Learning Names, There and Back Again

The Iditarod is an amazing role model for building relationships. It’s one of the few cultures I’ve been in where friendships form instantly, dogs melt your heart on an hourly basis, and the wide open landscapes of ice, snow, and mountains take your breath away and make you want to linger for a day or a year. Forming a relationship with the Iditarod itself is easy, and for many people, lasts a lifetime.

I was privileged and so excited to be in the chute when Josi Thyr, the first rookie musher, finished her Iditarod. Her handlers, friends, family, and mentors Jessie Royer and Aaron Burmeister were there also. Josi got her first husky as a child and then gradually acquired more dogs. It was then her Iditarod dream formed. For twenty years, Josi built relationships with her dogs and learned from experienced mushers. She is an amazing example of caring, and she inspires other people to care about her. I first met Josi at the IditaRider meeting, and she was gracious and sweet. Then during the ride she answered all my questions and told me about her dogs.  At the finish line, she saw me, and gave me a big hug. I am honored to know her. 

Josi Thyr finishes her first Iditarod! Photo: K. Newmyer

As teachers we talk a lot about building relationships with students. It’s been studied over and over, that students have a hard time learning from someone they don’t like or feel comfortable with. On the first day of school, we’re challenged to learn students’ names. If we have multiple classes, it’s a challenge just to learn the names in a week. My 16-year-old is great at making new friends, but when I ask what the new friend’s name is, I get a blank stare.  Then I have to tease, “the first rule of friendship is knowing your friend’s name!”  

It’s not a coincidence that that story came up. The first thing I always want to know about is what are the dog’s names. Knowing the dog’s names gives you something to hold onto and remember; a personality to interact with. Josi told me about her dogs, Lloyd, Spears, Seabiscuit, Griz, Goose, Royal, Ferdinand, Grit, Kodiak, Rip, Boomer, Valor, Admiral, Sunday, Tide, and Ruler. They are all amazing dogs, special enough to make Josi’s Iditarod team! The next thing I want to know about the dogs is if they have any brothers or sisters, or other doggy relatives on the team. Josi’s team has quite a few dogs from the “horse litter,” where all the dogs in the litter are named after racehorses. So sweet!

Josi gives pats to her dogs at the finish line. Photo: K. Newmyer

What kinds of name games can you do in your class to build relationships with students?  One activity I like to do is have students introduce everyone in the room—but with a twist. The first person introduces themselves, the second person introduces the first person and then themselves, the third person introduces the first and second person and then themselves, and so on.  This one is incredibly fun, but also a challenge for the last person—that’s you, the teacher! Another great relationship-building activity is to give each student a group of facts to find out about their new classmate, then let them work in randomly assigned partners to learn and find out about each other. Then have a showcase of introductions. You don’t have to do the introductions all at once, you can do a few at a time throughout the day.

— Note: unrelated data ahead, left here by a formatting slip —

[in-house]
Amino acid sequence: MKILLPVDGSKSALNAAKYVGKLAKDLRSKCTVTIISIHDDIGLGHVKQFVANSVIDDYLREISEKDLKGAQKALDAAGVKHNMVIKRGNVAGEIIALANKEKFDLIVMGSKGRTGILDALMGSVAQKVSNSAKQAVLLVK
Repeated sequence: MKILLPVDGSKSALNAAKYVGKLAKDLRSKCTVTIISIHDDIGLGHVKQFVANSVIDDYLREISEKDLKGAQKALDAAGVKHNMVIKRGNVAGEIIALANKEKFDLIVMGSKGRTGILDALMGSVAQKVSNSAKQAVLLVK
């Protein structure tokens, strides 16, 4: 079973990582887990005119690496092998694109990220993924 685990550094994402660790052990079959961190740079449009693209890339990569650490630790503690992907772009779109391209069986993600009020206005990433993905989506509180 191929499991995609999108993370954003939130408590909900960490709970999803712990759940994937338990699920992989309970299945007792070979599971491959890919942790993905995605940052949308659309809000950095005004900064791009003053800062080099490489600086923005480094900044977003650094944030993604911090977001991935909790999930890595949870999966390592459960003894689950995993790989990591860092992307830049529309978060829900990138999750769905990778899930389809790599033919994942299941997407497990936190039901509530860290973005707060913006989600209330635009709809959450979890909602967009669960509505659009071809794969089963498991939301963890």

I’ve often thought it would be incredibly fun to make Iditarod dog trading cards. Students can choose a favorite musher, learn the names of some of their dogs, and then create dog cards to share and trade. For example, Josi’s dog Goose was hiding under the truck at vet checks. Students can create a card featuring a drawing of Goose, his name, the name of Josi’s kennel, There and Back Again Sled Dogs (did anyone else grab The Hobbit reference?) and a bit about Goose’s personality. 

Josi Thyr’s Goose. Photo: K. Newmyer

As students create their Iditarod dog trading cards, you can do all kinds of things to build a shared purpose and relationships among students.  Students can get together in groups to build a fantasy dog team. They could share their card with another student or with the class. I encourage you, the teacher to participate and model these activities so students feel that you are part of their team, too. This is exactly what the mushers say—they are just part of the team but happen to have two legs instead of four.

Josi demonstrates care for her dogs as a parent, above and beyond her own needs. The first thing Josi did after coming into the finish line, before the mandatory gear check, was walk up and down the line, giving love to each of her dogs, talking to each one and speaking to them by name.  These are dogs that helped Josi fulfil a twenty-year dream. How she got there was building a great relationship with her dogs, one name at a time.

Josi Thyr gives love to her dog. Photo: K. Newmyer

What are the ways that you get students started on building great relationships for a great school year? Email me at emailtheteacher@iditarod.com.